The cleanest energy is energy that doesn’t need to be made

The cleanest energy is energy that doesn’t need to be made

The ŠKODA plant in Vrchlabí is now completely CO2 neutral. And other plants are going to follow. Take a look at how this transition is taking place.

7. 10. 2021 Škoda World

The carmaker ŠKODA announced some time ago that in the second half of the current decade all energy used for the production of vehicles and components at its plants in the Czech Republic will be carbon neutral. At Vrchlabí this was supposed to be achieved by the end of last year – and it was.

Renewable electricity

So how did the Vrchlabí factory’s journey to the targeted carbon neutrality come about? The most important step was the switch from traditional sources of electricity to renewable ones. 

“In 2020, over 90 per cent of all electricity at the Vrchlabí plant came from renewable sources. If we had used conventional energy sources, we would have emitted 45,000 tonnes of CO2 into the air, but with renewables we got it down to less than three thousand tonnes,” calculates Pavel Grmela, project coordinator from the Ecology and Occupational Protection section.

Opatreni-c.1.JPGUsing the gravitational separation principle, the chip conveyor has been adapted to return residual emulsion to the machine without additional costs.

It goes without saying that this requires maximum transparency – and that is why the Czech carmaker always demands the necessary certificates of origin for the electricity it buys, so that it’s certain the energy supplied actually comes from renewable sources. 

Energy-saving measures are always the first step towards carbon neutrality. Almost twenty energy-saving measures were put into effect in 2020, such as the introduction of an energy management system, optimisation of ventilation, closing heating circuits that are no longer in use, replacing and regulating lighting or installing smart air-conditioning control. This saved 2,000 MWh of heat and 1,500 MWh of electricity, which is the equivalent of the annual consumption of around 1,000 households. “The cleanest energy is energy that doesn’t have to be generated,” says Grmela.

The waste disposal system has also changed according to the WMIS (Waste Management Information System) standard.

40,000 trees and birdhouses

Vrchlabí has not yet managed to eliminate all CO2 emissions – that’s a very challenging goal. We decided to address the remaining emissions by buying offset credits. “For 2020, we thus offset combustion of natural gas, which is no longer necessary this year because the Vrchlabí plant has switched to bio-methane. In 2021 we will therefore have to work on eliminating emissions from coolants and company cars. But this is already just a fraction of the total volume, so I believe that we will successfully push ahead by taking incremental steps,” says Grmela.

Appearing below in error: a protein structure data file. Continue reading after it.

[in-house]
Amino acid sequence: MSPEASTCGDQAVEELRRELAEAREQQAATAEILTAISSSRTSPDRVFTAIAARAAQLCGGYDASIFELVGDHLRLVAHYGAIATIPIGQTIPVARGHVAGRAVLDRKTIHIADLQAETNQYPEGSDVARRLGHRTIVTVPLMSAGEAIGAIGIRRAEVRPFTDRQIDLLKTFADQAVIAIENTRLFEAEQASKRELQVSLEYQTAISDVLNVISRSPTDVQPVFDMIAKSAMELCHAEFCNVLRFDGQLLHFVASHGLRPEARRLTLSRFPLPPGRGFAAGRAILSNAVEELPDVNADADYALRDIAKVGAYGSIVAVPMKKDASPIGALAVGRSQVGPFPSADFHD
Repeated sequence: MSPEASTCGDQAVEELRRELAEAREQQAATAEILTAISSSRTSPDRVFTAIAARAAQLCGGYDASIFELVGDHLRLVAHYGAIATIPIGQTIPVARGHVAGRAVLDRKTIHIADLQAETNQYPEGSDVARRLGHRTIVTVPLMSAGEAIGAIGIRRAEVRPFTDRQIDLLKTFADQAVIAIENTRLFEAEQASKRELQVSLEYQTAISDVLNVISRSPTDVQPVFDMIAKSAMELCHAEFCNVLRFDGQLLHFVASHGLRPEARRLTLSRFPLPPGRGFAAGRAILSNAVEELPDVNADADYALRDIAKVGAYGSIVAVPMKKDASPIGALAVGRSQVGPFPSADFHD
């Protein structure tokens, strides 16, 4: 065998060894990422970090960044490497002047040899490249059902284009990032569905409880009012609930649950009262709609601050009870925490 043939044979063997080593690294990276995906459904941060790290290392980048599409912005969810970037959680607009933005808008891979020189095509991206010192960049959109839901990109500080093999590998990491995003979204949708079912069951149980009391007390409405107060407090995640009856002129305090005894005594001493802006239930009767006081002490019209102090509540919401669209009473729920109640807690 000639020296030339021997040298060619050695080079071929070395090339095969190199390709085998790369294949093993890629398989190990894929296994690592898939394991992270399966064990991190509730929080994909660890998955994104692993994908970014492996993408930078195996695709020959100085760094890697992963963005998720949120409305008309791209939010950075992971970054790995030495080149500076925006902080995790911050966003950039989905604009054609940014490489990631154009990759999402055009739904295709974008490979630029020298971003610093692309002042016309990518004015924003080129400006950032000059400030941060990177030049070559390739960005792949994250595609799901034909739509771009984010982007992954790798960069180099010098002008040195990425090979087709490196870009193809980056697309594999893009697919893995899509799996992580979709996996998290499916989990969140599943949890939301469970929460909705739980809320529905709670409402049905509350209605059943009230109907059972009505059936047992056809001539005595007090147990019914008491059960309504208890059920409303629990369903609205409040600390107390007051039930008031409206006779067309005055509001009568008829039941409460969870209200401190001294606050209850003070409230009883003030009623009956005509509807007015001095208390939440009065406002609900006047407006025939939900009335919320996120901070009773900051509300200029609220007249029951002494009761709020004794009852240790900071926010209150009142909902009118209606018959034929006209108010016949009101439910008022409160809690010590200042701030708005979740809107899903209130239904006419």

Pumping cutting oil from the bottom of the tanks of the central filtration station reduces the generation of hazardous waste.

Part of the offsetting in Vrchlabí was done by purchasing credits from two wind farm projects in Taiwan and India. “In addition, our factory cooperates closely with the Krkonoše National Park. Last year we planted 40,000 trees in the vicinity of the plant, and we also cooperate with the park on other biodiversity projects, such as installing birdhouses,” says Jiří Svatý, technical service coordinator at the Vrchlabí plant.

“These activities are not reflected in the CO2 balance because they are not certified, but they show that taking care of our surroundings is important for us,” concludes Grmela, the project coordinator, adding that it is a realistic goal for all ŠKODA plants to be CO2 neutral by 2030.

Modern batteries fitted The batteries in the handling machines were replaced with lithium batteries, which saved energy and reduced CO2 emissions.

“One big issue is the switch from burning natural gas to bio-methane. This will make everything that runs on gas, such as the co-generation units at Vrchlabí and Kvasiny, CO2 neutral. The plan for Mladá Boleslav then involves switching to exclusive combustion of biomass. This should happen around the end of 2025. Today, biomass is burned at Mladá Boleslav along with brown coal. If we manage to complete this change, it will be a major step towards CO2 neutrality in terms of energy generation for the entire company,” says Pavel Grmela, explaining the challenge that lies ahead.

State-of-the-art manufacturing in the foothills

ŠKODA has been manufacturing cars in Vrchlabí since 1946. Starting in 2012, it spent a year and a half modernising the factory, transforming it into a state-of-the-art components production plant. Today, around 1,000 employees at the foot of the Krkonoše Mountains produce around 2,300 DQ 200 dual-clutch direct-shift automatic transmissions every day – 38 per cent are used in ŠKODA vehicles, while 62 per cent are used by other Volkswagen Group brands. The modern production facility uses a number of Industry 4.0 features: for example, a cooperating robot helps to insert the gear-shift pistons, a very sensitive part of gearbox production. And a material handling robot delivers parts to dozens of machines and takes empty packaging back to the warehouse. The plant also benefits from the services of an autonomous transport robot and a digital twin of the production line, which allows the operation to be perfectly fine-tuned, and other artificial intelligence systems